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 Mem Saab, Northampton
 Sunday, 13 August 2006
  restaurant factfile
  also reviewed 14 January 2008
  also reviewed 25 February 2006
  also reviewed 7 January 2006
  also reviewed 29 November 2005
  also reviewed 3 September 2005
  also reviewed 31 March 2005
  also reviewed 21 November 2001

Please note that we are unable to verify the impartiality of guest reviewers, so readers should use their own judgement.

Guest review
by Paul Motley, Northampton

Mem Saab Re-Visited

It has been approximately 12 months since we last visited this Punjabi upmarket restaurant which has now been open for five years. The last time we ate at The Mem Saab was on a Sunday afternoon when we experienced the buffet lunch with the added experience of live background jazz which gave the ambiance an added dimension. My conclusion was an adventurous and well presented array of Indian cuisine which far exceeded the boundaries and my expectations, the experience had changed my preconceptions that the eat as much as you like buffet need not be bland and boring targeting the lowest common denominator in respect of not too spicy or exotic.

The Mem Saab is situated approximately a mile out from the centre of town and has its own private electronically gated car park which gives access to both the restaurant and its trendy champagne bar "Corkers". Although situated next to each other they have their own separate entrances and are not interconnected. We entered via the rear door from the car park and our presence was promptly and warmly acknowledged, we were shown the lounge area, which consisted of cream sofas in a relaxing and informal layout, the waiter efficiently and quickly, returned with our drinks order and the menu and wine list were offered for our perusal. It was nice to notice that its clean crisp minimal décor was not one bit tarnished after five years and looked just as fresh as it did when we first visited the restaurant a few days after it first opened its doors. A few improvements had also been added including its custom made personalised blinds and a few modern wall furnishings strategically placed as not to clutter or overpower the simple light environment.

The menu had changed a little but retained the few standard heat graded dishes so as not to take some of the English public away from their comfort zone but they are complimented by a choice of regional authentic Punjabi cuisine. After about 20 minutes we were shown to our table where the popadoms we had ordered were already waiting for us together with an array of home made pickles and chutneys, namely tamarind, piquant onions, apple and mint plus of course the good old sweet mango chutney because people expect it. The main course arrived promptly after we had finished the appetisers, I think we would have all have preferred perhaps a fifteen minute gap between these courses but that is personal preference and other people quite like the efficientness of that timing. I had ordered Lamb Nihari, this wasn't on the menu any longer but they were happy to oblige with what is essentially a Punjabi breakfast dish of lamb in a thin very aromatic gravy garnished with juliennes of fresh ginger. The other diners in my party had ordered Lamb Rogan Josh, which was full bodied with typical Kashmiri blend spices, King Prawn Palak, Palak Ghost and a light chicken dish concluded the non vegetarian selection. Now whilst most restaurants bulk their dishes with a very generous amount of gravy to make it seem you are getting good value for money, The Mem Saabs portions were exceedingly large with the main ingredient being far more plentiful than expected. In fact the lamb and chicken chunks were also twice the size of the norm, plus the lamb was very high quality lamb (not mutton) and the chicken was of the same high quality which was very tender and retained its natural moistness, the prawn dish was cooked to perfection. We had also ordered side dishes of Brinjal Bharta, Paneer in creamy gravy and baby new potatoes in masala gravy, two lemon rice were ample between the five of us and Pashwari Naan plus chapattis completed our feast. We had all ate far more than we should have done and most, except myself (I wonder why I'm putting on weight), declined a sweet course but who could resist home made Rasmalai, being sweet cheese discs boiled in syrup and served in cream flavoured with pistachio nuts and a hint of cardamom. The night almost complete we returned to the lounge area to enjoy tea, coffee and masala tea as to each individual's choice.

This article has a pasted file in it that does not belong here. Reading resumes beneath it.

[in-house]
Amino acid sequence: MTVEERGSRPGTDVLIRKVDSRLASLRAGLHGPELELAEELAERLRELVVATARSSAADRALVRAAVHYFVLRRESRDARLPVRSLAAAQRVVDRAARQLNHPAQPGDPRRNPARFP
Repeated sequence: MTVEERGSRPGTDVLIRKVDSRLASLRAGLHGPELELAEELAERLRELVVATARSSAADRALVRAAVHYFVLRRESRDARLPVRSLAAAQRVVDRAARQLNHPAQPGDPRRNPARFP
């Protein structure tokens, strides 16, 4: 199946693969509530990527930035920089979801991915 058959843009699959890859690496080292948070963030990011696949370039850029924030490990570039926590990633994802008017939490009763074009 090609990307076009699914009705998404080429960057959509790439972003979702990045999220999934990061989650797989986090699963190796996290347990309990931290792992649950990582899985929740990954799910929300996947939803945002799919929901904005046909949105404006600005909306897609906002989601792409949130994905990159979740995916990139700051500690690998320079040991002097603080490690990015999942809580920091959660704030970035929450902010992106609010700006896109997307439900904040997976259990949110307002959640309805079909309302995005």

For a Wednesday night the Restaurant was very well patronised as it is most nights with the weekends usually full house so it is advisable to advance book. The Mem Saab is a very successful venue and its popularity is mainly by word of mouth and very little advertising. The food and service is consistently of a very high standard and shows the other ethnic restaurants in the town how it should be done. The menu is adventurous and the wine list is very well put together with some excellent choices albeit at a price, however our overall bill only a little higher than the average, but the overall experience in a class of its own where average was not an option.

Paul rated this 10 out of 10.